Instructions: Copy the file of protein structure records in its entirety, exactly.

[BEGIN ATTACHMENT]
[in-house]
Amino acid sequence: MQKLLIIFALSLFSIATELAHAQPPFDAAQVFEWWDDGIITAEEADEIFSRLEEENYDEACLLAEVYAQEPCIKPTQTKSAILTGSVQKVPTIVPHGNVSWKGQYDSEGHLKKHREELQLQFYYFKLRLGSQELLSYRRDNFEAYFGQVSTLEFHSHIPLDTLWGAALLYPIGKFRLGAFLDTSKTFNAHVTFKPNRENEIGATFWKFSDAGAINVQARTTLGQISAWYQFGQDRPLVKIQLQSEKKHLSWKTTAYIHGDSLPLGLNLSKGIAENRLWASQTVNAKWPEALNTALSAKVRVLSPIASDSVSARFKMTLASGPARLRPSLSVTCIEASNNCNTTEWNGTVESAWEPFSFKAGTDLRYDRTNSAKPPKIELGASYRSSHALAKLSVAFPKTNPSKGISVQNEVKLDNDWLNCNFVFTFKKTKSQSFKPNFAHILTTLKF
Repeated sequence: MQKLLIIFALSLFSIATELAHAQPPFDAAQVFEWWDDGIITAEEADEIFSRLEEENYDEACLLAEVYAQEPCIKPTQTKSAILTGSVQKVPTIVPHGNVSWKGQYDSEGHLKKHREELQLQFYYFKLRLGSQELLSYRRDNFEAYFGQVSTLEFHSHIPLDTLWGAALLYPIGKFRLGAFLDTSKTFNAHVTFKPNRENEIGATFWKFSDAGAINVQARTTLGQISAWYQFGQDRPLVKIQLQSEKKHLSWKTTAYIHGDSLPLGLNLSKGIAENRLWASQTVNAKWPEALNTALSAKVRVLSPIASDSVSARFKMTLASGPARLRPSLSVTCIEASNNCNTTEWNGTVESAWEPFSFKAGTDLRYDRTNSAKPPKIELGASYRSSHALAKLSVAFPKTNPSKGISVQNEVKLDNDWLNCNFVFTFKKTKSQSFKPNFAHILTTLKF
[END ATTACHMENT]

[in-house]
Amino acid sequence: MQKLLIIFALSLFSIATELAHAQPPFDAAQVFEWWDDGIITAEEADEIFSRLEEENYDEACLLAEVYAQEPCIKPTQTKSAILTGSVQKVPTIVPHGNVSWKGQYDSEGHLKKHREELQLQFYYFKLRLGSQELLSYRRDNFEAYFGQVSTLEFHSHIPLDTLWGAALLYPIGKFRLGAFLDTSKTFNAHVTFKPNRENEIGATFWKFSDAGAINVQARTTLGQISAWYQFGQDRPLVKIQLQSEKKHLSWKTTAYIHGDSLPLGLNLSKGIAENRLWASQTVNAKWPEALNTALSAKVRVLSPIASDSVSARFKMTLASGPARLRPSLSVTCIEASNNCNTTEWNGTVESAWEPFSFKAGTDLRYDRTNSAKPPKIELGASYRSSHALAKLSVAFPKTNPSKGISVQNEVKLDNDWLNCNFVFTFKKTKSQSFKPNFAHILTTLKF
Repeated sequence: MQKLLIIFALSLFSIATELAHAQPPFDAAQVFEWWDDGIITAEEADEIFSRLEEENYDEACLLAEVYAQEPCIKPTQTKSAILTGSVQKVPTIVPHGNVSWKGQYDSEGHLKKHREELQLQFYYFKLRLGSQELLSYRRDNFEAYFGQVSTLEFHSHIPLDTLWGAALLYPIGKFRLGAFLDTSKTFNAHVTFKPNRENEIGATFWKFSDAGAINVQARTTLGQISAWYQFGQDRPLVKIQLQSEKKHLSWKTTAYIHGDSLPLGLNLSKGIAENRLWASQTVNAKWPEALNTALSAKVRVLSPIASDSVSARFKMTLASGPARLRPSLSVTCIEASNNCNTTEWNGTVESAWEPFSFKAGTDLRYDRTNSAKPPKIELGASYRSSHALAKLSVAFPKTNPSKGISVQNEVKLDNDWLNCNFVFTFKKTKSQSFKPNFAHILTTLKF